Finding Faith Isn’t Easy — The Church EditionPosted: September 22, 2009
So I’ve written abou this before. But in that case, it wasn’t so much about religion as much as it was about cancer.
This time, it’s about religion.
It’s not just that we didn’t go to church Sunday (while it’s tough with kids, we are somewhat regular). It’s more that I didn’t miss going to church this Sunday. Or any other Sunday.
This is part of my self-diagnosed mid-life crisis. (Yup, I’m having one, by the way.)
I should miss it — shouldn’t I? Or, it’s not even so much that I miss it. It’s that when we do go, the only time I seem to walk out of mass with interest is when I know the Knights of Columbus are holding a pancake breakfast in the hall.
Something is missing.
I mean, I’ve told you this before. I was an altar boy. I’ve been a lector forever. A Eucharistic minster, too. Heck, I even ran the parish council for a few years. Throw in eight years of Catholic elementary school and I’m destined for saint hood. Or not.
I’ve told you what I like about the Catholic church — the tradition and the mystery. I love the concept of the mass and how it’s structured. However, recently, I’m just not getting enough out of it — if anything.
And that bothers me.
Of course, take a look at a couple of the church’s big issues — capital punishment and abortion. Yup, I’m all for the death penalty. And, ladies, it’s your body. As far as I’m concerned, you get to choose what to do with it.
It’s not like those are some minor issues that I’m disagreeing with. Throw in my support for gay marriage and, well, send me to hell right now.
Because of my beliefs, some would say I have no business being in the church.
Can’t lie and say I’ve never thought of that. But the question that always comes up in my head — if not the Catholic church, where?
The other question is — why am I thinking about this now?
Well, can’t lie. Death (and cancer) certainly have a lot to do with this.
I’ve had enough happen in my life alone to question my faith — let alone what others I know have had to deal with.
And, I should say, questioning faith doesn’t mean I don’ t have any. I do. Or at least I want to have it.
It’s a quest to find some sort of spiritual comfort. Where does it come from? How do I get it? And, then, if I do get it, what the hell do I do with it?
I believe in a higher power/authority. Ok, yeah, I believe in God.
Is God a he? A she? A what? Doesn’t matter. I believe that there is one — regardless of who or what it really is.
Where I have the problem is figuring out why God wants to mess with not just me, but with others.
OK, if there’s a lesson I’m supposed to learn because of Dad and Tim, could I just know it now? Hasn’t it been long enough? Yeah. It has.
The kids are baptized. Aidan goes to a Catholic school. Sure, my experience was a great one. But, honestly, one of the main reasons he goes is because they provide after-school care. Of course, part of my hope is that Aidan going to a parochial school will help his behavior and attention in church. We’ll see how that goes.
I say prayers with the kids every night. And, I also say my own prayers every day. Not always at the same time. Not always in the same place. But, bottom line is they get said.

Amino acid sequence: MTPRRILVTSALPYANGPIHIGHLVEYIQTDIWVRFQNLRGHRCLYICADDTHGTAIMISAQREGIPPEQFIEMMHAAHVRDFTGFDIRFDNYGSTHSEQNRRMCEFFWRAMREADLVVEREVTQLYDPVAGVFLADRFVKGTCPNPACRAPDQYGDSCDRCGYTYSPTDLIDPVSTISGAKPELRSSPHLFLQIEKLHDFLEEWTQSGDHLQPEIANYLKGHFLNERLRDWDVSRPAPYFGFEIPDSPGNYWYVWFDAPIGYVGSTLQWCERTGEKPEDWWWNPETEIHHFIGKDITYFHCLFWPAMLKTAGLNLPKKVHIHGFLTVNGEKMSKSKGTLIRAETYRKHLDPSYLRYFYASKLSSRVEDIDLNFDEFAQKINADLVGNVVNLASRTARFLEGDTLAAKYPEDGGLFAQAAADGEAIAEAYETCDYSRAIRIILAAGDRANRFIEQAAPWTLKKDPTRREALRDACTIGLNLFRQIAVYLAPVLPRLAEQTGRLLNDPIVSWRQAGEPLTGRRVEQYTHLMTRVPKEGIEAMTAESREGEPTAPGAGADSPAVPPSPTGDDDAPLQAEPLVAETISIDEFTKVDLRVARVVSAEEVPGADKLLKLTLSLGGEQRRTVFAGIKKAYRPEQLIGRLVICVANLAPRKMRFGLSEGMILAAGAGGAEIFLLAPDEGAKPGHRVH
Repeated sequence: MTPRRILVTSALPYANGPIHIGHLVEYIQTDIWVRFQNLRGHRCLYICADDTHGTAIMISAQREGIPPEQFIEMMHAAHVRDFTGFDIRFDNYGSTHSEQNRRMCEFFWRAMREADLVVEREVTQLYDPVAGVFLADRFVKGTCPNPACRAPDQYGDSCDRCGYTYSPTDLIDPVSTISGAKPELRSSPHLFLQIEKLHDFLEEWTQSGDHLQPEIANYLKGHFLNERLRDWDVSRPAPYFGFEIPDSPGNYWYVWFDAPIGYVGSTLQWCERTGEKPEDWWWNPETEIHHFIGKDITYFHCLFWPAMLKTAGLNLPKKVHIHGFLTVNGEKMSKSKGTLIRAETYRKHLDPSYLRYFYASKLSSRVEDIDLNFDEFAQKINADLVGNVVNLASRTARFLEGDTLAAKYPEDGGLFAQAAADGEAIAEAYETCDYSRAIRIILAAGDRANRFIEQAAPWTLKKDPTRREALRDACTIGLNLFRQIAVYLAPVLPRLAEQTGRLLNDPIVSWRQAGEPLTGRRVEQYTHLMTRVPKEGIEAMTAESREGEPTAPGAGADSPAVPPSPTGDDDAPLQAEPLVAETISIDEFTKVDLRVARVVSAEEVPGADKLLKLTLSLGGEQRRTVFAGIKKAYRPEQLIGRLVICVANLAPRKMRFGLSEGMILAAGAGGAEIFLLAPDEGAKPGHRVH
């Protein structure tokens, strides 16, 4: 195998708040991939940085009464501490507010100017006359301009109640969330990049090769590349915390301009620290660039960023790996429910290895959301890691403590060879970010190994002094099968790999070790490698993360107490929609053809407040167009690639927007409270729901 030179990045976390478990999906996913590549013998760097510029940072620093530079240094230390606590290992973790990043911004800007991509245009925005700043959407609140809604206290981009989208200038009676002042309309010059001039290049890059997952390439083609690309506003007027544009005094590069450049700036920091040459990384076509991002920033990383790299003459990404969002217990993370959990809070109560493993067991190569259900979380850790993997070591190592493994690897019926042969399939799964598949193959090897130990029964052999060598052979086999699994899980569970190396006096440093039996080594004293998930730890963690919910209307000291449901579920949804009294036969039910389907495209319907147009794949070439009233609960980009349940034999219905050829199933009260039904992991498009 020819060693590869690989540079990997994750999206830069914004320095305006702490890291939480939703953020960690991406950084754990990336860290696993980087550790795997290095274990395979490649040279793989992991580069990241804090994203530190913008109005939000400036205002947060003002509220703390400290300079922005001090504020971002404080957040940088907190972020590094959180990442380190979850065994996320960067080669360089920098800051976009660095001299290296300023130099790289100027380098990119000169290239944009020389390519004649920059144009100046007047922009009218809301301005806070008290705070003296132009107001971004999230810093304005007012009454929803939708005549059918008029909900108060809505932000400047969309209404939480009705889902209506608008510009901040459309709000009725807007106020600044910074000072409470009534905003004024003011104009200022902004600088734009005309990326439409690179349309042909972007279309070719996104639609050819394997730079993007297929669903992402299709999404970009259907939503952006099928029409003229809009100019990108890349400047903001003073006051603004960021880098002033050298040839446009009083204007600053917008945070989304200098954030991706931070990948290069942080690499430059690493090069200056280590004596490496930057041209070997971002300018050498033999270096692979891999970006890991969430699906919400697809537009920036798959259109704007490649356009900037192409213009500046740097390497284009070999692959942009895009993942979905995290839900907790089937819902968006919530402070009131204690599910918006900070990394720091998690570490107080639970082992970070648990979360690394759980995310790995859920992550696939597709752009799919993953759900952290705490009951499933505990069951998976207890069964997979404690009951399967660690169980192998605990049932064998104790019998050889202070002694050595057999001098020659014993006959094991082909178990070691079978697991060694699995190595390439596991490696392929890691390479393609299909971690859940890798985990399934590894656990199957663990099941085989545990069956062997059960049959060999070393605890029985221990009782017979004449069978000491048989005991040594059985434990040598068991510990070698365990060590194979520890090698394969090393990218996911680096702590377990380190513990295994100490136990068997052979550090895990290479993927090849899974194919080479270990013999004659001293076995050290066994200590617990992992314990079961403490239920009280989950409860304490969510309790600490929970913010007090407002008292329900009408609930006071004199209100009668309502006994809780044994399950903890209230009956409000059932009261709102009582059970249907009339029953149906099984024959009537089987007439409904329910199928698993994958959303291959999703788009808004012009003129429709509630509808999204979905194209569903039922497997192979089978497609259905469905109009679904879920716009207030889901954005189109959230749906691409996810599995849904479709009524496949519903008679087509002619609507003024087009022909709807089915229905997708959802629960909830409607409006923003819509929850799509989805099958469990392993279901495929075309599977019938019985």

Heck, I’m a godfather — three times! I do take that responsibility seriously. I mean, being selected by key friends and family — well, it’s simply an honor.
But, that doesn’t mean I’m without question — because I’m not.
And, yes, I’ve read The Shack. An amazing work. Read it if you haven’t. Did it change the way I think or look at things? Not really. But it has inspired conversation. And conversation is always good.
I have a lot of questions. A lot of issues.
To some extent, I don’t want to wait any more for the answers. I know I have to. I know I can’t get the answers to some of the questions now — and maybe not ever. But that doesn’t mean I don’t want them. Because I do.
I also, to some extent, believe in the power of prayer. Not so much that it can heal the sick, per se. But more so that it draws people closer — in a different way. And in that sense, it provides comfort.
When Dad and Tim died, I know people were praying for them — and for me. Did that do anything to help them? No. But it certainly did something to help me.
When Mom had her bypass in January, people were praying then, too. Did it help her physically? Maybe it helped her get through the surgery, but the complications persisted for quite some time, so hard to accept that.
But, again, what it did was bring comfort — to mom, my sister, my brother and me — at a very difficult time.
Again, it takes people with a shared experience/interest and brings them closer. I don’t care if it’s prayer or something else, any time that happens, it’s a good thing.
So where does this leave me?
Will I start getting more out of mass? Was I really ever getting anything out of mass? Honestly, I think the answer to both of those questions is I don’t know.
I love to argue — er, debate — religion. Always have. My Dad and I were famous for our ‘conversations.’
I would often take the opposite side of an issue just so I could disagree with him and argue points against him. It was that much fun. Kind of our thing.
I always promoted the notion of doing good things, of being a good neighbor, of going to church on a regular basis.
Dad was never for that. Nope. “Michael, always be careful with this one,” he’d say.
“Why’s that, Dad?” I’d respond.
“Because, Michael, no matter what you believe and what you think, one thing is very clear — religion is a very personal thing.”
I realize now, more than ever, how true that is.